CANBERRA — Australia-based Aspen Medical is the only private company certified as an emergency medical team to support humanitarian responses, with specific classifications for outbreak and man-made conflict. But as a for-profit company working in humanitarian health, it continually faces questions on its role in putting the health care needs of low- and middle-income countries ahead of its business.
“There is great skepticism of where we operate and who we are operating with,” Craig Fitzgerald, executive general manager of Aspen Medical’s international operations explained to Devex.
“We ... aim to fill a niche — we’re not an international NGO, we don’t go everywhere like MSF and ICRC ... Sometimes we are the last resort — like in Mosul, where no one else was able to operate the hospitals.”— Craig Fitzgerald, executive general manager, international operations, Aspen Medical
The responsibility that comes with humanitarian crises and the needs of LMICs is not something Aspen Medical takes lightly, Fitzgerald said. As a Certified B Corporation, it adheres to standards for social and environmental responsibility, transparency, legal accountability, as well as balancing profit. But the for-profit model is not something Aspen Medical shies away from either.
“In the Solomon Islands, Iraq, Somalia, Sierra Leone, and Liberia, we went in on government contracts,” he told Devex. “In northwest Africa, we went in to support Ebola under USAID and DFAT contracts. And then we, as a business, did what business is meant to do — we found other opportunities.”
Fitzgerald discussed with Devex the challenges of working as the private member of public-private partnerships, and the opportunities available to Aspen Medical in the challenging landscapes in which it operates.
The conversation has been edited for length and clarity.
The countries in which you operate, including in northwest Africa, Iraq, and the Pacific, are challenging in many ways — politically, geographically, financially as well as health. What was Aspen Medical’s journey to where you are now?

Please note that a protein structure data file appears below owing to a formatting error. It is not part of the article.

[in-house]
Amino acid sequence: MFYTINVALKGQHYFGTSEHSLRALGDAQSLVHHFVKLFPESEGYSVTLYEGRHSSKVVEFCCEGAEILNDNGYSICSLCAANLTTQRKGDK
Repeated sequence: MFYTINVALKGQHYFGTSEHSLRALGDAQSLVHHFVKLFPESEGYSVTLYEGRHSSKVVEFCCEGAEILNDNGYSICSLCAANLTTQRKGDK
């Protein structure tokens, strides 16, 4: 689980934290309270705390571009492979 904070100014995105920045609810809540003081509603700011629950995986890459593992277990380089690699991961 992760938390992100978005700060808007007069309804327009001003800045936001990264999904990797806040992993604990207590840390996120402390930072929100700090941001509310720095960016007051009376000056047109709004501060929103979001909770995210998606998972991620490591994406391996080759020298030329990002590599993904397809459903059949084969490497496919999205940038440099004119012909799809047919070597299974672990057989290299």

In many of the areas we are operating, we began operations under government contracts — including the Solomon Islands, Iraq, Somalia, Sierra Leone, and Liberia. And we stayed after gaining experience and comfort in the operating environments and built a reputation through our delivery.
In northwest Africa, we weren’t going to continue delivering Ebola treatment units in Liberia. But we saw opportunities and built primary health care facilities. In this region, we also went to South Sudan, Somalia, and now we are in Libya — which perhaps has not turned out to be the best business choice.
In Iraq, we also stayed after government contracts because, again, we got to understand the environment.
In the Solomons, we went in with the Regional Assistance Mission to Solomon Islands [RAMSI] and ran the hospital. We were there for 12 years and got to understand things.
But we don’t always stay.
Our PPP in Mosul, where we work with the World Health Organization and the UNFPA and Iraqi ministry of health is interesting. The partnership was to operate four trauma centers and two birthing centers in Mosul. In the sense of a PPP, the reason it was unique is that we were only 50% of the staffing — the Iraqi ministry of health was the other 50%. And then we handed the facilities over — we were out. This isn’t a long-term thing — the Iraqi ministry of health is quite capable and [has] outstanding clinicians.
Initially, working in countries as a partnership provides a bit of security — it’s not a “build it and they will come” scenario. It’s ironic when you look at two areas we have failed — South Texas and Canada: We went in cold. The U.S. was a problem because of its health system and we struggled to navigate Medicare, Medicaid, and Obama Care and the remuneration of funds.